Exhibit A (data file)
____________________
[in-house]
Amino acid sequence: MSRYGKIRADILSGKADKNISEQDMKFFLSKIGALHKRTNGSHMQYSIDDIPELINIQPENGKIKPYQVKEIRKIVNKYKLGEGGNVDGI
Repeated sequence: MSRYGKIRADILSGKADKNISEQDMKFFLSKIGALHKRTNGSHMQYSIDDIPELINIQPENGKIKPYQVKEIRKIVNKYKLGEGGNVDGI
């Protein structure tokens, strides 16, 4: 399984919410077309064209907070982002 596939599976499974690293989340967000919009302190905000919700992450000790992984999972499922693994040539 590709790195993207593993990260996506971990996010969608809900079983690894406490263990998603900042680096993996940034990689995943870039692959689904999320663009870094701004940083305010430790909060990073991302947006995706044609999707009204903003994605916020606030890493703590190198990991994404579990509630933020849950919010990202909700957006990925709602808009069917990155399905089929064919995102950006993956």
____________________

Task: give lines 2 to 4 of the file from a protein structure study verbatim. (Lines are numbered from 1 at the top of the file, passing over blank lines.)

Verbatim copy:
Amino acid sequence: MSRYGKIRADILSGKADKNISEQDMKFFLSKIGALHKRTNGSHMQYSIDDIPELINIQPENGKIKPYQVKEIRKIVNKYKLGEGGNVDGI
Repeated sequence: MSRYGKIRADILSGKADKNISEQDMKFFLSKIGALHKRTNGSHMQYSIDDIPELINIQPENGKIKPYQVKEIRKIVNKYKLGEGGNVDGI
């Protein structure tokens, strides 16, 4: 399984919410077309064209907070982002 596939599976499974690293989340967000919009302190905000919700992450000790992984999972499922693994040539 590709790195993207593993990260996506971990996010969608809900079983690894406490263990998603900042680096993996940034990689995943870039692959689904999320663009870094701004940083305010430790909060990073991302947006995706044609999707009204903003994605916020606030890493703590190198990991994404579990509630933020849950919010990202909700957006990925709602808009069917990155399905089929064919995102950006993956």